There’s an ad on Craigslist for an in-house graphic designer. Among all the regular skills/qualifications on the list, “Handles Rejection” is listed.
It’s the last thing on the list, by the way.
Oh, yeah, also on the list of duties:
Ensures operation of equipment by completing preventive maintenance requirements; following manufacturer's instructions; troubleshooting malfunctions; calling for repairs; maintaining equipment inventories; evaluating new equipment.
What the heck happened at this place with the previous designer?
What kind of workplace is this?
I was a graphic designer waaaay back when. But Handling Rejection wasn’t what we called it. Usually it was more like – My eye is drawn to...there, come back with something else; do this or that; I want the product featured (yes!); add a starburst with the price (yay!); or the ever popular...make the logo bigger.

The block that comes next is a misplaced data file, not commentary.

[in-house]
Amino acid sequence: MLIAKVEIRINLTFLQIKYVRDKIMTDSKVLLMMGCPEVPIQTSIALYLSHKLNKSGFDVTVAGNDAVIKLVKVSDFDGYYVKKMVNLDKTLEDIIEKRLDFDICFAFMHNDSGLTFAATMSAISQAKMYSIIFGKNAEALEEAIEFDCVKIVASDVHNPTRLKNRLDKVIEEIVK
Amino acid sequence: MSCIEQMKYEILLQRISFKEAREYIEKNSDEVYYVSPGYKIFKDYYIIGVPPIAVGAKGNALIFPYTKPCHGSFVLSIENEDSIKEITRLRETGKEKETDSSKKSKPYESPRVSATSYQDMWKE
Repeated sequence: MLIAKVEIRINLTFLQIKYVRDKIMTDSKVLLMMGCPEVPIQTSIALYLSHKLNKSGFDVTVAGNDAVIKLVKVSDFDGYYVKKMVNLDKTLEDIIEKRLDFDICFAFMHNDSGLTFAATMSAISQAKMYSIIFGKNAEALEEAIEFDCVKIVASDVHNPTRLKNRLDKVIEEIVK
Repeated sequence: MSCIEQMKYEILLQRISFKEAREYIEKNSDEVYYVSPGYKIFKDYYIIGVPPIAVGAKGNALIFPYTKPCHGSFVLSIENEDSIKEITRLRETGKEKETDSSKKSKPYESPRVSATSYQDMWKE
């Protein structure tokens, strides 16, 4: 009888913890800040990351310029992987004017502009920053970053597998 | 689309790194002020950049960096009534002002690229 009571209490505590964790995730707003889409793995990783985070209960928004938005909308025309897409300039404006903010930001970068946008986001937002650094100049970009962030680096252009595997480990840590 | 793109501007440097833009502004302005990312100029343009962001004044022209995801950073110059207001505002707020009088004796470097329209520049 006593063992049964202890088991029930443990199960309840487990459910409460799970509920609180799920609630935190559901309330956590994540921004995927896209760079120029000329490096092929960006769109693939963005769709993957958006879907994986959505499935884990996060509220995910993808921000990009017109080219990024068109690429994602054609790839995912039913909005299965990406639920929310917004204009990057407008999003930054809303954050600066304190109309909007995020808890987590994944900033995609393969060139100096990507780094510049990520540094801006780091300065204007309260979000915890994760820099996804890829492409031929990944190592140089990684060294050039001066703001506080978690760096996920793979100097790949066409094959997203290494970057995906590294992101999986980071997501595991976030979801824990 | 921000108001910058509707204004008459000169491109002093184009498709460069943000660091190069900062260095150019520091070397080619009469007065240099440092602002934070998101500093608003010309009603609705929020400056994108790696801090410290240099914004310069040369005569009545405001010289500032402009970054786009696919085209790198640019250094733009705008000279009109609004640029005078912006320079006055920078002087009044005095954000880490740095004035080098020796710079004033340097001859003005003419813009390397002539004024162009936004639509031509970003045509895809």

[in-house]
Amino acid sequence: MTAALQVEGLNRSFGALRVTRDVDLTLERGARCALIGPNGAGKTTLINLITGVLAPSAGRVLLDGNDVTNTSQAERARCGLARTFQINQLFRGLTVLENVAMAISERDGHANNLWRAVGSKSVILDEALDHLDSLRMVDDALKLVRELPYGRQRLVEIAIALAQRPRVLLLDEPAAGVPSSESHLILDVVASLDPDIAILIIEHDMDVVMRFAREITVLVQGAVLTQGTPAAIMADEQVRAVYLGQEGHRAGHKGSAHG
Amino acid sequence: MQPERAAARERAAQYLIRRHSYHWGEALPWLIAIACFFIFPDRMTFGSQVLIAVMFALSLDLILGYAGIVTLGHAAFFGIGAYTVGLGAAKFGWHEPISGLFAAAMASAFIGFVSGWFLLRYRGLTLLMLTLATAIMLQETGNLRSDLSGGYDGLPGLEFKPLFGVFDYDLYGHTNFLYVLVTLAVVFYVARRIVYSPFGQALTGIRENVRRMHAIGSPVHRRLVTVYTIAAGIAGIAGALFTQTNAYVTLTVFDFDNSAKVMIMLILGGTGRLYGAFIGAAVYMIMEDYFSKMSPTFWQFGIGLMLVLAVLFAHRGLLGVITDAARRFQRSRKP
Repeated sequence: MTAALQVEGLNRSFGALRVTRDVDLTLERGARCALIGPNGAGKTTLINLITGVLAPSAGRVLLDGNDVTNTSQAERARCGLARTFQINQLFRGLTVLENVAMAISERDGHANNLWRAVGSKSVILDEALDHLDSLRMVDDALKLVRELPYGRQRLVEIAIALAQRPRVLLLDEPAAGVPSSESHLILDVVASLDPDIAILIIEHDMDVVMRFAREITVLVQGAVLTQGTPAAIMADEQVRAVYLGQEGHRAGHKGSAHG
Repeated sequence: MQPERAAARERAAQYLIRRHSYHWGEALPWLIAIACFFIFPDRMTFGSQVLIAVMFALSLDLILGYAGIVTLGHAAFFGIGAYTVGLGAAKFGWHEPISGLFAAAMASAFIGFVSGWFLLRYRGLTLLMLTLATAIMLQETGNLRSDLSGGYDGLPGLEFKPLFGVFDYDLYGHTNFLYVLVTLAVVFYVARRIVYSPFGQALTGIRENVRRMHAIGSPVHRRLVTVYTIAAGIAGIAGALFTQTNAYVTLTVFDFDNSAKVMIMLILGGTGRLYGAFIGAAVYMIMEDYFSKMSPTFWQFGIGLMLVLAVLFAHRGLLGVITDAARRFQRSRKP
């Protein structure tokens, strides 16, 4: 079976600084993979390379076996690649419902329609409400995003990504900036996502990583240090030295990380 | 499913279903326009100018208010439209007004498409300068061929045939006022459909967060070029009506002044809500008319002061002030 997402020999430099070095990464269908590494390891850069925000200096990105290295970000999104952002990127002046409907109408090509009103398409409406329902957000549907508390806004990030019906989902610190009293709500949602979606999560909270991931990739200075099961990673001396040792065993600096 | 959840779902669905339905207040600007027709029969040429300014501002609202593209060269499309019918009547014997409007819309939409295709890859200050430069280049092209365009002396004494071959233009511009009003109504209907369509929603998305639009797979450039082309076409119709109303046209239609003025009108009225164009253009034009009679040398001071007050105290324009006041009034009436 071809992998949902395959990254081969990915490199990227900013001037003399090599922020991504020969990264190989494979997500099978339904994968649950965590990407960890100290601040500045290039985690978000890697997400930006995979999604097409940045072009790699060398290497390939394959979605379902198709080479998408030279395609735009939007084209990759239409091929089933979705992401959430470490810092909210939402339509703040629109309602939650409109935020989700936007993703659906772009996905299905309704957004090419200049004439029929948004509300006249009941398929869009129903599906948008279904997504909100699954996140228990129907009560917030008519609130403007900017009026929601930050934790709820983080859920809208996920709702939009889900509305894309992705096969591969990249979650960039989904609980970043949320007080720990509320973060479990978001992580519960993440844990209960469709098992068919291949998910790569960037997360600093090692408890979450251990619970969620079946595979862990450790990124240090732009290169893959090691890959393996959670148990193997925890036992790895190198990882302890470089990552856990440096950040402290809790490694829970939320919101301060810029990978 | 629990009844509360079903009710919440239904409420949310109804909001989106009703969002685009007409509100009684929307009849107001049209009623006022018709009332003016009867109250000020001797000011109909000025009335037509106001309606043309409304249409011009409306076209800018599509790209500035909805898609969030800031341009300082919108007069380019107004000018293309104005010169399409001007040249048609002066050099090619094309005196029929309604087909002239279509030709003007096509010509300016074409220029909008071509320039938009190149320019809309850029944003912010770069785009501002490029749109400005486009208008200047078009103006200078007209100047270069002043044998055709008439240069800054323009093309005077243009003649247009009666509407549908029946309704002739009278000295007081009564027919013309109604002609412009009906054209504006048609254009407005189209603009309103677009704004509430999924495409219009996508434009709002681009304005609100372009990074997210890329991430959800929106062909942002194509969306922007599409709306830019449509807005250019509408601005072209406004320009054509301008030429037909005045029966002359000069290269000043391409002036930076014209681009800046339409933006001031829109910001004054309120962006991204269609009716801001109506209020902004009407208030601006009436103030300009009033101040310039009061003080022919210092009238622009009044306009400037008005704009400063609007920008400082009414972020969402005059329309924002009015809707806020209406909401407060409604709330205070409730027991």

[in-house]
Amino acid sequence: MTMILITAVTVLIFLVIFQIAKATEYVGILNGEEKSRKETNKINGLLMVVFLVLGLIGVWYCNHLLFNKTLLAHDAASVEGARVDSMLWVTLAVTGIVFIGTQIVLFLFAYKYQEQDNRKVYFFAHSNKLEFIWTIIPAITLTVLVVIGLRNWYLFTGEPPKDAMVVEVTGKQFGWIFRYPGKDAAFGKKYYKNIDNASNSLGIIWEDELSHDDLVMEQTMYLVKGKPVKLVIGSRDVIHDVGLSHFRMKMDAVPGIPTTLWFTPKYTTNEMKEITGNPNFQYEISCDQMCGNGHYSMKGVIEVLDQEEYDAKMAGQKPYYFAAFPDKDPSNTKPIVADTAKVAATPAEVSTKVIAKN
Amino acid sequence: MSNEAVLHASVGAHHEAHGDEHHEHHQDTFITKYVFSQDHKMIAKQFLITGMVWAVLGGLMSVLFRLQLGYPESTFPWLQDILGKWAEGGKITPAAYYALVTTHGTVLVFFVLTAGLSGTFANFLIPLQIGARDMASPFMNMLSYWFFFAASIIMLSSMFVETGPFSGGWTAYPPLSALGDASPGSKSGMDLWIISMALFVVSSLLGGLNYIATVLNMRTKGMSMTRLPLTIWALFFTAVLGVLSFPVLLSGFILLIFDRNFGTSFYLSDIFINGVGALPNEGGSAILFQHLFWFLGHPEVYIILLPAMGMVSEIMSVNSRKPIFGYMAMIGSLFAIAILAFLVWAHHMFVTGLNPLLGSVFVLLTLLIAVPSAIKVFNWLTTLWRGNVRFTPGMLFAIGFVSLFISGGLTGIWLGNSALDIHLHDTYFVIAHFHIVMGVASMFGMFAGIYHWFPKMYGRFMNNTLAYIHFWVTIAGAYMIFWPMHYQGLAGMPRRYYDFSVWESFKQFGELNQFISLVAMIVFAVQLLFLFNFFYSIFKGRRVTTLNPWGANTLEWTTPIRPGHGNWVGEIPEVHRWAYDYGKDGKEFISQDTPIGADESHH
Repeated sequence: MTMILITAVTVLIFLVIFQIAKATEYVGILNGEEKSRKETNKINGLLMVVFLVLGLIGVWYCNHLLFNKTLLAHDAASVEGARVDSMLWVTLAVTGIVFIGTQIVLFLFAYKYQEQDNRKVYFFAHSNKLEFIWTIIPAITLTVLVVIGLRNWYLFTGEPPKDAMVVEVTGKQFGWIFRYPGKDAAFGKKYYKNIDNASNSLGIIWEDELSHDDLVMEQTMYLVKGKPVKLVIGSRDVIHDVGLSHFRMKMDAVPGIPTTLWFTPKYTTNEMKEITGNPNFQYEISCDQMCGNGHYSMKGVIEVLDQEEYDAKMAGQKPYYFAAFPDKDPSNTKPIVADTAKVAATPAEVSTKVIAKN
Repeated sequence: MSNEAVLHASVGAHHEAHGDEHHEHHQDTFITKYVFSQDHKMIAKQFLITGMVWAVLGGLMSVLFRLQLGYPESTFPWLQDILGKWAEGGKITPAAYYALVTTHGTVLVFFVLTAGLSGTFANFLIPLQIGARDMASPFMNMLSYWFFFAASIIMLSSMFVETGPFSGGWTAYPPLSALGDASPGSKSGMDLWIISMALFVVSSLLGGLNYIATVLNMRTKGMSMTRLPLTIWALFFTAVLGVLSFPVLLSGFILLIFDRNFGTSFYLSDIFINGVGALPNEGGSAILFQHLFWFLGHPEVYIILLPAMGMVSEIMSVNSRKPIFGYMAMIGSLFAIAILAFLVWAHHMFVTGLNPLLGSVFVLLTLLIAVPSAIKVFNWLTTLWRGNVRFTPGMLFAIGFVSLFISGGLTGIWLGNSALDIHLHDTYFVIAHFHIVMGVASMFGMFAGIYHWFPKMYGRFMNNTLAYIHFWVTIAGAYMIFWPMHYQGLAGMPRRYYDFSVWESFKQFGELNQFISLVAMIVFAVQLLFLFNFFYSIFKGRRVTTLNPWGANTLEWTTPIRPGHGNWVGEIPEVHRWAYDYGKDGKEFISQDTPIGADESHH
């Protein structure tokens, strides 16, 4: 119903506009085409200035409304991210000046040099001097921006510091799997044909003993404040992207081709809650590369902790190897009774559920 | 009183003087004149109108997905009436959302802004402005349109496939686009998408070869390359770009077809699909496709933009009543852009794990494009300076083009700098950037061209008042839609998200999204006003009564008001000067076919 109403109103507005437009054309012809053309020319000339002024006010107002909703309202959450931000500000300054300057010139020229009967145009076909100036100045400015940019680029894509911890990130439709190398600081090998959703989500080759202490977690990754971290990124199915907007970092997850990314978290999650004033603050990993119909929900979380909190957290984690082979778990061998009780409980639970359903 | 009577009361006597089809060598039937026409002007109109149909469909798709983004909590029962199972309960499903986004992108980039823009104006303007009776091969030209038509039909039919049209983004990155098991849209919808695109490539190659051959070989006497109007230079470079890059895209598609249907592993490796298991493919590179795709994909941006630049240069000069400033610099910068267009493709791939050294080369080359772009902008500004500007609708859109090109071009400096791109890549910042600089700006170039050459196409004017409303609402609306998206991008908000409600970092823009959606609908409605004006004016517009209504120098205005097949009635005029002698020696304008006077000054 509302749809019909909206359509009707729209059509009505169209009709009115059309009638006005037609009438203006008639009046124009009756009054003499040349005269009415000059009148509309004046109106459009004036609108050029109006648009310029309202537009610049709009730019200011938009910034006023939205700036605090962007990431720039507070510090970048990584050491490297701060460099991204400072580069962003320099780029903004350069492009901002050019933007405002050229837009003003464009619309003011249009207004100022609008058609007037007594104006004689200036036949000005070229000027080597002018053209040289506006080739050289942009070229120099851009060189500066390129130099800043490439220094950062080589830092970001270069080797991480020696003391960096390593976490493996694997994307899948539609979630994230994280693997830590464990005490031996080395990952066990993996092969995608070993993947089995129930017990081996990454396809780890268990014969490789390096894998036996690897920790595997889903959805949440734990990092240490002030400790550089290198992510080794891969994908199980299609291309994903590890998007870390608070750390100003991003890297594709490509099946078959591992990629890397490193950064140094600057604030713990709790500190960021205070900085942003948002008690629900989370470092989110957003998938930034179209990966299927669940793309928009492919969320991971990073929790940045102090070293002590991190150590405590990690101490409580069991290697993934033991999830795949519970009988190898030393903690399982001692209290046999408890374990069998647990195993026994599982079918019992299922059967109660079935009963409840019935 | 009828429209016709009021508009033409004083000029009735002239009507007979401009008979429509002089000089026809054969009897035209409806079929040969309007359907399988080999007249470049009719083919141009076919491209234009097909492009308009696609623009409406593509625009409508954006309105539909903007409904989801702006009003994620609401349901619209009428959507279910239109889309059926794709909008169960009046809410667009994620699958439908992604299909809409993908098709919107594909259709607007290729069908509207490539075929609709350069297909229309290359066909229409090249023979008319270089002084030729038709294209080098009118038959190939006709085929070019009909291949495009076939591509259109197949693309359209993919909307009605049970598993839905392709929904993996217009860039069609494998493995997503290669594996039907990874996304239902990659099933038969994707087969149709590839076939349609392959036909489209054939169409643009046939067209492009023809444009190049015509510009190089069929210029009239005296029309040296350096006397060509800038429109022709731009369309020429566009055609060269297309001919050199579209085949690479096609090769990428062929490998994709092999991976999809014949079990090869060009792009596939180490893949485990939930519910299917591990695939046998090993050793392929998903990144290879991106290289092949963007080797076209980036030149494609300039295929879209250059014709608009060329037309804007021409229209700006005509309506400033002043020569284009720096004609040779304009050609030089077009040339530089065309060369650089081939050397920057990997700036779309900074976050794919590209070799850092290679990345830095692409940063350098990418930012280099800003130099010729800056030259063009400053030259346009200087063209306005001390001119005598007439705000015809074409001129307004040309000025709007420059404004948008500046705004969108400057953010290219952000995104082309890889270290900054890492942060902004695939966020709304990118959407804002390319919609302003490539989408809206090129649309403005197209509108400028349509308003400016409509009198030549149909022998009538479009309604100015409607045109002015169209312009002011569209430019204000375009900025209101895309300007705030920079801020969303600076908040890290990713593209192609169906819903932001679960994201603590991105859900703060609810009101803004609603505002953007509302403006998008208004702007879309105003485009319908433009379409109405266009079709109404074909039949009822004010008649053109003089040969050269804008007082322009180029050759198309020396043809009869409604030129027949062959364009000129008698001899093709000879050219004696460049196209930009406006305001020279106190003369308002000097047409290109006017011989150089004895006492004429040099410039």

Any graphic designer with five minutes experience knows that they will have to swallow their creative pride once in a while to make something...better. Or just make the client happy. We've all been there. And that's not rejection.
Since I was in the graphic designer mode back in the dark ages, I had to do equipment maintenance. I had to clean and change chemicals in the processor...For the type...That we got from the typesetting machine...And for processing stats...
Oh, you guys have it so easy these days…
Back to the point. The point being that someone in this company felt they had to include ‘Handle Rejection’. Why did they use those words?
Sometimes the job postings are the most telling about company ‘culture’.